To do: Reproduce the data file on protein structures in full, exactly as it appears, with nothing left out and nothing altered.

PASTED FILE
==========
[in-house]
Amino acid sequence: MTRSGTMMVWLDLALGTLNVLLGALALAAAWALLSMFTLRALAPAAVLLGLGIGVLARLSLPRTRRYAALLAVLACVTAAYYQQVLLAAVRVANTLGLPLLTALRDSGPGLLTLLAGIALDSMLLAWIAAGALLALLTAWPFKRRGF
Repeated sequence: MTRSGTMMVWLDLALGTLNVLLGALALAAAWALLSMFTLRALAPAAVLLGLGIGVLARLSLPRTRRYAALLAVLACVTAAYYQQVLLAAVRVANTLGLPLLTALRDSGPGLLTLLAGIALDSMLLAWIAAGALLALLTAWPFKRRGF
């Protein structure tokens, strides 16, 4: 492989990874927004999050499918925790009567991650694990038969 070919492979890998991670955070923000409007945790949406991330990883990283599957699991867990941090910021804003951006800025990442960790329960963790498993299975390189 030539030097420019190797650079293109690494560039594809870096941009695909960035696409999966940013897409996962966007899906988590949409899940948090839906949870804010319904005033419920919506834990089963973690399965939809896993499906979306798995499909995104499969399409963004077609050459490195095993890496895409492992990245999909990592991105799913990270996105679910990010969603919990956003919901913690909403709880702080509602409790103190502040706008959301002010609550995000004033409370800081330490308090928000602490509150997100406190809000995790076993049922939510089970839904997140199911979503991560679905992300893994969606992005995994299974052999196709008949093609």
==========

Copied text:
[in-house]
Amino acid sequence: MTRSGTMMVWLDLALGTLNVLLGALALAAAWALLSMFTLRALAPAAVLLGLGIGVLARLSLPRTRRYAALLAVLACVTAAYYQQVLLAAVRVANTLGLPLLTALRDSGPGLLTLLAGIALDSMLLAWIAAGALLALLTAWPFKRRGF
Repeated sequence: MTRSGTMMVWLDLALGTLNVLLGALALAAAWALLSMFTLRALAPAAVLLGLGIGVLARLSLPRTRRYAALLAVLACVTAAYYQQVLLAAVRVANTLGLPLLTALRDSGPGLLTLLAGIALDSMLLAWIAAGALLALLTAWPFKRRGF
């Protein structure tokens, strides 16, 4: 492989990874927004999050499918925790009567991650694990038969 070919492979890998991670955070923000409007945790949406991330990883990283599957699991867990941090910021804003951006800025990442960790329960963790498993299975390189 030539030097420019190797650079293109690494560039594809870096941009695909960035696409999966940013897409996962966007899906988590949409899940948090839906949870804010319904005033419920919506834990089963973690399965939809896993499906979306798995499909995104499969399409963004077609050459490195095993890496895409492992990245999909990592991105799913990270996105679910990010969603919990956003919901913690909403709880702080509602409790103190502040706008959301002010609550995000004033409370800081330490308090928000602490509150997100406190809000995790076993049922939510089970839904997140199911979503991560679905992300893994969606992005995994299974052999196709008949093609």